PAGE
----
FRIENDS and allies of Vladimir Putin could be targeted in a fresh wave of sanctions against Russia following the MH17 tragedy.
Foreign Secretary Philip Hammond said the “cronies” around the Russian president could be included in measures after European leaders, including David Cameron, agreed on the need for tougher action.
Mr Hammond acknowledged the UK could be affected by any restrictions on the flow of Russian money, and insisted other European countries would also have to take some of the pain of a more punitive sanctions regime.
The Foreign Secretary and counterparts from across the European Union will meet tomorrow to discuss the measures, which would build on existing sanctions imposed as a result of Russia’s involvement in the crisis in Ukraine.
The Prime Minister reached agreement with German chancellor Angela Merkel and French president François Hollande that the EU should be ready to impose more stringent penalties on Russia.
Mr Hammond said: “We have to move in a group. These are European Union sanctions; the United States has done its own thing separately.
“But Britain’s record throughout these sanction discussions has been to consistently seek stronger language, stronger actions. We have been at the forefront of the demand for more robust sanctions.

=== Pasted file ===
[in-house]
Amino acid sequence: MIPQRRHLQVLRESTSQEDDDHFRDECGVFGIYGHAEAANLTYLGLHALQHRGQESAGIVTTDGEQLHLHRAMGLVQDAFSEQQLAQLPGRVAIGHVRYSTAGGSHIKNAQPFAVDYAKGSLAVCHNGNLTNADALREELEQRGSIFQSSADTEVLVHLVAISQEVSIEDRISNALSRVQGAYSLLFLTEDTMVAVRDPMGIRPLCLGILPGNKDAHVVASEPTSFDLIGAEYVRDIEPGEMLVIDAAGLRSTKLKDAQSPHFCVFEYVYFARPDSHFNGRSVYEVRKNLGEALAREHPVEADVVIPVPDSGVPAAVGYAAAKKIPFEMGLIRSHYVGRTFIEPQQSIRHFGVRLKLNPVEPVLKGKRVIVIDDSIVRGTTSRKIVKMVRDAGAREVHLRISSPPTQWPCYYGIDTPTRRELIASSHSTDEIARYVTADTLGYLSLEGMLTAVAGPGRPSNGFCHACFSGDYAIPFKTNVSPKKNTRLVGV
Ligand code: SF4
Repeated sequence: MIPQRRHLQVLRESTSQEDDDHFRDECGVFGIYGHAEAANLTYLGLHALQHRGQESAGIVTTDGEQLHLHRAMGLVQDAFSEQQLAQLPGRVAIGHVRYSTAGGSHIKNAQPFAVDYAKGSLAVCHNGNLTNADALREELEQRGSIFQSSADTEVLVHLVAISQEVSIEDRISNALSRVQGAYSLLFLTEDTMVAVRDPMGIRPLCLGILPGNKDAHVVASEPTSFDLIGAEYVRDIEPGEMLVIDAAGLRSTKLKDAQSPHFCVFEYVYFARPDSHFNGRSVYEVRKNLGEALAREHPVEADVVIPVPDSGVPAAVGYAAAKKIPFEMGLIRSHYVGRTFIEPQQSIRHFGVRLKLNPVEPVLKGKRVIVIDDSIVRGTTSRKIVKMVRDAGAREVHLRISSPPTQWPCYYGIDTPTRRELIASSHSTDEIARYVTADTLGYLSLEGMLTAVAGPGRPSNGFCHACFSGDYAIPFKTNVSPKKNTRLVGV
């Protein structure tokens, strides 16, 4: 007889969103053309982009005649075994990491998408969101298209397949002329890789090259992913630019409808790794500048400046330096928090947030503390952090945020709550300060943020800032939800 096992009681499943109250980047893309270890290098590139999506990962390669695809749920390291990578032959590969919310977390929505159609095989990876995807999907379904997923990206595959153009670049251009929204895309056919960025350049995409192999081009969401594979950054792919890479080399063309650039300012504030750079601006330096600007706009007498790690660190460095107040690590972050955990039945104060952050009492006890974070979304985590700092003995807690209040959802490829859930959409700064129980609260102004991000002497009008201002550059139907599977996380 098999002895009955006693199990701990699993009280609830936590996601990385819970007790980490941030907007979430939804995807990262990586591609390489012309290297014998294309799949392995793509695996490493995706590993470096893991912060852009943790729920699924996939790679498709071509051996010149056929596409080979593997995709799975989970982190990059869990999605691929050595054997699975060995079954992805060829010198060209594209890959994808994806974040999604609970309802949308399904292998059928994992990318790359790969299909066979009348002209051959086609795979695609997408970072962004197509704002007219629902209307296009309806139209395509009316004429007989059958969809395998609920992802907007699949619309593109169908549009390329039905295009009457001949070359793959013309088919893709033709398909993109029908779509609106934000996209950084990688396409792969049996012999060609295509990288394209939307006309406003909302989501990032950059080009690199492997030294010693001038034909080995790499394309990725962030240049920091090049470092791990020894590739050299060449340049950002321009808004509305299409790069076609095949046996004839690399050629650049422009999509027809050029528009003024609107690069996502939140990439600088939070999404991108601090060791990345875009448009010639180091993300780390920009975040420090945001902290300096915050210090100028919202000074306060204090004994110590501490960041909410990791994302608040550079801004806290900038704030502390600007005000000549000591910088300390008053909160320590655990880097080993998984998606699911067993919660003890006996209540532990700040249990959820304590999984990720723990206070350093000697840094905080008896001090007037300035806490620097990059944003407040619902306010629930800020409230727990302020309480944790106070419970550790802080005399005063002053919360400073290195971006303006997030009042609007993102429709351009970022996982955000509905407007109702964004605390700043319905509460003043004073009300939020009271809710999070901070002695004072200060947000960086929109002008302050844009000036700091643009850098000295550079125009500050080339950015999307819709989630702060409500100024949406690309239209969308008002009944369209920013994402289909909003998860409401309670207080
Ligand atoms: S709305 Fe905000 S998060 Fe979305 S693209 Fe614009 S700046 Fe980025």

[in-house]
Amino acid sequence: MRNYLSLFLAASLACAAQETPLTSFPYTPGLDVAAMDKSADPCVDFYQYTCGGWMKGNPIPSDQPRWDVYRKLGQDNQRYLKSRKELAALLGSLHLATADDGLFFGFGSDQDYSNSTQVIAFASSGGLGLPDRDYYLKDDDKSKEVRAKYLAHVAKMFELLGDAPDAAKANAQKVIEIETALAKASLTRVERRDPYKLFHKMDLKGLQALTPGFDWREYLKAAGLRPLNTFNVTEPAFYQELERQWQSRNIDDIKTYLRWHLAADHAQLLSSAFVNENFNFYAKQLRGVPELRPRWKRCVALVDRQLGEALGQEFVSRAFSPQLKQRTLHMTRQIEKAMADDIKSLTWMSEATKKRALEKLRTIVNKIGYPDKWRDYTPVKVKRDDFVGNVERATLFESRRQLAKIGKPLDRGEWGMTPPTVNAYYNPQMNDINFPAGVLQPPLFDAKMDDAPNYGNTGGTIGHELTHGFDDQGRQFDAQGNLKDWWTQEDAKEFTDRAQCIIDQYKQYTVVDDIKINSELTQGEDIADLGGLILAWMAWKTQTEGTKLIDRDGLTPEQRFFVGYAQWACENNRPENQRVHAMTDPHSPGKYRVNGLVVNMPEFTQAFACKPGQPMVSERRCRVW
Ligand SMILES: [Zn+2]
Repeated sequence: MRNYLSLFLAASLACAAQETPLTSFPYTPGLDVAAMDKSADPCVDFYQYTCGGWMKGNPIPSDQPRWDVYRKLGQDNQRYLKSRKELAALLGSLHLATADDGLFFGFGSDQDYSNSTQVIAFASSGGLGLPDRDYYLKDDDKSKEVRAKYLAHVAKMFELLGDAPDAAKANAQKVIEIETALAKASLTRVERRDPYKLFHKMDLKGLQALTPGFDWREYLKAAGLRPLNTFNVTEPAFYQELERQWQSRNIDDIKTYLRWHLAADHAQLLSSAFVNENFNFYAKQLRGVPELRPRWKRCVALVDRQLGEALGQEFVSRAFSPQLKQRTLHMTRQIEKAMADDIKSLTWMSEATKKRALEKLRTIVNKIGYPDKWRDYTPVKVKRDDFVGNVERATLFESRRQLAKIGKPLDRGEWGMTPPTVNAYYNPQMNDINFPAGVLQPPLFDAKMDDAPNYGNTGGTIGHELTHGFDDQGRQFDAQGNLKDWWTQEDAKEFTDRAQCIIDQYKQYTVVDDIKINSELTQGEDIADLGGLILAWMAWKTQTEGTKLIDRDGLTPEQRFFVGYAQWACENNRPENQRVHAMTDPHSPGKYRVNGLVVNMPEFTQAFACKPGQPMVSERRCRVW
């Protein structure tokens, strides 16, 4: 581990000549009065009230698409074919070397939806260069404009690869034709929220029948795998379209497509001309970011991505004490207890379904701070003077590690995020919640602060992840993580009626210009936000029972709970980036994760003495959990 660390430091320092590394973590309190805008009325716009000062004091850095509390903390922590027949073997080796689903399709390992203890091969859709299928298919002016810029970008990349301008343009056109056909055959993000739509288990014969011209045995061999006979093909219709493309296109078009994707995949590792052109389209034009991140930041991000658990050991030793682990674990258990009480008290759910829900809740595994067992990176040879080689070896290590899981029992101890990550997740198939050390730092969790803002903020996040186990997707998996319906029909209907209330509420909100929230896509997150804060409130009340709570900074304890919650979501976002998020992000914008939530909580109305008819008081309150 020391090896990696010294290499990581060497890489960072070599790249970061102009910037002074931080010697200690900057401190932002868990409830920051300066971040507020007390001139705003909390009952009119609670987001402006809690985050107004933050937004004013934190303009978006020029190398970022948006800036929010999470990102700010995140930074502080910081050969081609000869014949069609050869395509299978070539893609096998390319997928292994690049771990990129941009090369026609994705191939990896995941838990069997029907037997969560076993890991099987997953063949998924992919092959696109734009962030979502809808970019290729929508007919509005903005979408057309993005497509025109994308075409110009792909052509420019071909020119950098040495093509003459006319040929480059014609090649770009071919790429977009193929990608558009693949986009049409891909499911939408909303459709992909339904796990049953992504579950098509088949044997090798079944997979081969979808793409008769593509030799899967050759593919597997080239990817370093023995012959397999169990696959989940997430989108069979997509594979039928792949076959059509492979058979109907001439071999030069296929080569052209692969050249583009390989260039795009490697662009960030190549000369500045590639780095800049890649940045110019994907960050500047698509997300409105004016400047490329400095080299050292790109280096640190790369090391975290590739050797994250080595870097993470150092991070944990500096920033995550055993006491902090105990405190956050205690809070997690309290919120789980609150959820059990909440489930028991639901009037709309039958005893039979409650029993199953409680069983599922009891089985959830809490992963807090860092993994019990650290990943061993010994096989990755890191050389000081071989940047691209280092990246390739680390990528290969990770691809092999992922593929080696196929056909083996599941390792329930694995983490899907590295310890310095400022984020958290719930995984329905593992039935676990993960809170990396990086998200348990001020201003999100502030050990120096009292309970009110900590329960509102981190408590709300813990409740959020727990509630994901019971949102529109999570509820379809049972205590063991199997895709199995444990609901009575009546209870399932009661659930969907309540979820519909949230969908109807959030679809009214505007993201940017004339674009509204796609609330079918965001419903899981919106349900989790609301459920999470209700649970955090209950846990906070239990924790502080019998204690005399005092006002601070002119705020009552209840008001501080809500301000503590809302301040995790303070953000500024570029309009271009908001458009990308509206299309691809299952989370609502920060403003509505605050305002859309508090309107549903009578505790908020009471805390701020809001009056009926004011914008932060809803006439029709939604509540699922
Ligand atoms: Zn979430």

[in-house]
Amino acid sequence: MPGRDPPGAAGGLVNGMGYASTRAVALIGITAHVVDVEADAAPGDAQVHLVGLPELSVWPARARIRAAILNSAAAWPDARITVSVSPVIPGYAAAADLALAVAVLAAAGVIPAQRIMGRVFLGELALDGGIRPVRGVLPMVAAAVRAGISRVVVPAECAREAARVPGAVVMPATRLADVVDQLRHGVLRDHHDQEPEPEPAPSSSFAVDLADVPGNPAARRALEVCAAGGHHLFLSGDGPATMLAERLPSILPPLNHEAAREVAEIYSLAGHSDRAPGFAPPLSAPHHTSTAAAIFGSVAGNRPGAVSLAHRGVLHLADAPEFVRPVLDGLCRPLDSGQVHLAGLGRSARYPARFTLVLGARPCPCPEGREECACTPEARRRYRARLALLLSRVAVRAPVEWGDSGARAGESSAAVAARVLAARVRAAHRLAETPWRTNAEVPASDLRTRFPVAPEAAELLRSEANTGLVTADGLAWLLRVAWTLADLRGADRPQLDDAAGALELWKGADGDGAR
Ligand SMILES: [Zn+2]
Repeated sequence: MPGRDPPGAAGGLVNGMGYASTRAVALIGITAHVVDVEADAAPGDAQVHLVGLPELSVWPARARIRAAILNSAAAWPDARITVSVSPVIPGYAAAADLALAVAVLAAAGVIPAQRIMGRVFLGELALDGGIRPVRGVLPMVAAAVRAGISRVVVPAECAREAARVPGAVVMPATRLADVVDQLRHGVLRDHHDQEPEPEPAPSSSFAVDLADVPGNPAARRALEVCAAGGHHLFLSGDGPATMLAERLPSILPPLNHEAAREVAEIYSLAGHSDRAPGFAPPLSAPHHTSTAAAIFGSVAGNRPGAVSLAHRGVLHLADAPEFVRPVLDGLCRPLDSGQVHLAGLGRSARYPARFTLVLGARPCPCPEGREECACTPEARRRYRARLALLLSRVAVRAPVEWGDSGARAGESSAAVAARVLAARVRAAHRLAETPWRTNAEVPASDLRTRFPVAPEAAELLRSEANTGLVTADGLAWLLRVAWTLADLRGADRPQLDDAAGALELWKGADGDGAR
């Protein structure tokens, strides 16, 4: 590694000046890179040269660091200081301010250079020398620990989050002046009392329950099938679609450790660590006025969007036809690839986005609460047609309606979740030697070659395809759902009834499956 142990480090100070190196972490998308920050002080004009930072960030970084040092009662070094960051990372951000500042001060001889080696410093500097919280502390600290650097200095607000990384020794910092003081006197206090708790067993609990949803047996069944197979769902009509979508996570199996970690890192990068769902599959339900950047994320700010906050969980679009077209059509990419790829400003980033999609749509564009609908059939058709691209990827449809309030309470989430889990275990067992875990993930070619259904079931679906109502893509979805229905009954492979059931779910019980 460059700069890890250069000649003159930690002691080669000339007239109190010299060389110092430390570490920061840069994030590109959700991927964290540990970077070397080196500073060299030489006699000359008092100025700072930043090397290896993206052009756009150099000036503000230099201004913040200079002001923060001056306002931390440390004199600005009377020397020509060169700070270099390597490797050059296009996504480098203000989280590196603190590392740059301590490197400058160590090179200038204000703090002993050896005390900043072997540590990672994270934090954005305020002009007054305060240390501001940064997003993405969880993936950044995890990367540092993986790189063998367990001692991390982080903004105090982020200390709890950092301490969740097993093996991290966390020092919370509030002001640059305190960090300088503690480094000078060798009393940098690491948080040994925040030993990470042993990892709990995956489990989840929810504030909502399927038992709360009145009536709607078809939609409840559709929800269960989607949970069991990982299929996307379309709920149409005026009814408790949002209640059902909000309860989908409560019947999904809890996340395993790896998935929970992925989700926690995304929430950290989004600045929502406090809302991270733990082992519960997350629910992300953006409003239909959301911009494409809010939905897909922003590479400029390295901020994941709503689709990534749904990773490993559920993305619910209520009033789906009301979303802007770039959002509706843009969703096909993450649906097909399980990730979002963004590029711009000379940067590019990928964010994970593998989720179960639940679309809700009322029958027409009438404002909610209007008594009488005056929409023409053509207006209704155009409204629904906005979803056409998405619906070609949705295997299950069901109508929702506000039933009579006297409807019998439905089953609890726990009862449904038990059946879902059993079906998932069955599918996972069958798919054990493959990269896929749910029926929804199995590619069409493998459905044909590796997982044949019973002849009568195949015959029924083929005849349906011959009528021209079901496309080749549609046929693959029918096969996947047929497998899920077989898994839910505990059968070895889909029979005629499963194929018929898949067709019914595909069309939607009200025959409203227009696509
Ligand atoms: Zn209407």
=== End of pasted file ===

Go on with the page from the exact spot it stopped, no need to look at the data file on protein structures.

“What we need to do now is use the sense of shock, the sense of outrage, to galvanise opinion behind a more robust stance. We have tools in our toolbox, we have levers which we can apply to Russia.
“We can inflict damage on the Russian economy.”
He added: “If they continue to allow arms to pass across the border, if they continue to provide the kind of support they have been to the rebels … there will be stiffer and longer lasting consequences for the Russian economy.”
Mr Hammond acknowledged London is a “very important financial centre and financial sanctions will have some impact on London”.
He added: “Of course we should be prepared to accept, as a part of a comprehensive package of sanctions pressure, measures that will have some impact on London as a financial centre, we have to accept that.”